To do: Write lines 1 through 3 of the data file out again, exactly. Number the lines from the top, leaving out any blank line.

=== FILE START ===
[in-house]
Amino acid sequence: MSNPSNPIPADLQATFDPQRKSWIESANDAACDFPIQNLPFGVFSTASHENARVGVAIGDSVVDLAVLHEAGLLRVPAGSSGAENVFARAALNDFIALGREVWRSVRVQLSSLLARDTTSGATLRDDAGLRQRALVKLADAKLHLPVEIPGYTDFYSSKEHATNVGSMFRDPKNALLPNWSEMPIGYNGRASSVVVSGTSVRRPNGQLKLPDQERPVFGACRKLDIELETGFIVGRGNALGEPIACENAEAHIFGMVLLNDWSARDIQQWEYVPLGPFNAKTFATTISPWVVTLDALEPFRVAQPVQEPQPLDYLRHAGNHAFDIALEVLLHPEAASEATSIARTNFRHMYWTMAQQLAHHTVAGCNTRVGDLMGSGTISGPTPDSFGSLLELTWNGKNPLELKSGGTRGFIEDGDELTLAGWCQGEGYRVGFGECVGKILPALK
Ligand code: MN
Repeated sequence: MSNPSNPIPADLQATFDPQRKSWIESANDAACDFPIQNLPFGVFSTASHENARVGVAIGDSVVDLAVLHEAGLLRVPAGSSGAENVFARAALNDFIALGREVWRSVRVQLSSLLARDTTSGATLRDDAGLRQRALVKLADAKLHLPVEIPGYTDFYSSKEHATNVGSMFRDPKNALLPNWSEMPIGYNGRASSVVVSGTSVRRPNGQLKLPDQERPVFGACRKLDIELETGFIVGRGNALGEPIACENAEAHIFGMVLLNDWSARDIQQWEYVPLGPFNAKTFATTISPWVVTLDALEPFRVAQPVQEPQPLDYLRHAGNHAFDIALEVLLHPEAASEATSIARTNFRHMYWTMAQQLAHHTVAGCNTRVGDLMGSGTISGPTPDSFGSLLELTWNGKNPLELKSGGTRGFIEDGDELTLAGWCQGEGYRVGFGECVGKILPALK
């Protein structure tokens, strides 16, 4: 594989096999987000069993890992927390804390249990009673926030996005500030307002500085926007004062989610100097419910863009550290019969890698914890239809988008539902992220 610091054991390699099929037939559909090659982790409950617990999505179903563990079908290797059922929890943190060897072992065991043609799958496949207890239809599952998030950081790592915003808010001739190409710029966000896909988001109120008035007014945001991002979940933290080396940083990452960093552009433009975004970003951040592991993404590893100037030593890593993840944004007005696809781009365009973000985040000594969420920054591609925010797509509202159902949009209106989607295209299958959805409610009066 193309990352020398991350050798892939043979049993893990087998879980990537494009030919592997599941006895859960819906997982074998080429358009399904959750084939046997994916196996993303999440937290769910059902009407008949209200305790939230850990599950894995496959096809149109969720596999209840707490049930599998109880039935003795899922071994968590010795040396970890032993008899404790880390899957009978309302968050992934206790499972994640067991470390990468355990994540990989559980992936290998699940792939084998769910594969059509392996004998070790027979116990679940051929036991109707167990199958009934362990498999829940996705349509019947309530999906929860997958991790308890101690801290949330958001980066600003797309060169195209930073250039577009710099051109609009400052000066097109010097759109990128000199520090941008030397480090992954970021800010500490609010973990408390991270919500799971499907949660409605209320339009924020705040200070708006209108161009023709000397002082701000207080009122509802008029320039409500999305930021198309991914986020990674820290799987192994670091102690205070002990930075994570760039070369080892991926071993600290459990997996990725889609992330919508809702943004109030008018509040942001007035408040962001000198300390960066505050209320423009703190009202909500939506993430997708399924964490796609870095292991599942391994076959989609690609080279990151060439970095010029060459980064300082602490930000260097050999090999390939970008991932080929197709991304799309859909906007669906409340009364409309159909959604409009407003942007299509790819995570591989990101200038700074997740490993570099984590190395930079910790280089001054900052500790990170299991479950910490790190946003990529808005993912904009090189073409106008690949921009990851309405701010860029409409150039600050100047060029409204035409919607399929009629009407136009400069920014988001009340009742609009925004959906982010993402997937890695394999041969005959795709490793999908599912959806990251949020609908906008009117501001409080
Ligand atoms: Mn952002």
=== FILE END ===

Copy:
[in-house]
Amino acid sequence: MSNPSNPIPADLQATFDPQRKSWIESANDAACDFPIQNLPFGVFSTASHENARVGVAIGDSVVDLAVLHEAGLLRVPAGSSGAENVFARAALNDFIALGREVWRSVRVQLSSLLARDTTSGATLRDDAGLRQRALVKLADAKLHLPVEIPGYTDFYSSKEHATNVGSMFRDPKNALLPNWSEMPIGYNGRASSVVVSGTSVRRPNGQLKLPDQERPVFGACRKLDIELETGFIVGRGNALGEPIACENAEAHIFGMVLLNDWSARDIQQWEYVPLGPFNAKTFATTISPWVVTLDALEPFRVAQPVQEPQPLDYLRHAGNHAFDIALEVLLHPEAASEATSIARTNFRHMYWTMAQQLAHHTVAGCNTRVGDLMGSGTISGPTPDSFGSLLELTWNGKNPLELKSGGTRGFIEDGDELTLAGWCQGEGYRVGFGECVGKILPALK
Ligand code: MN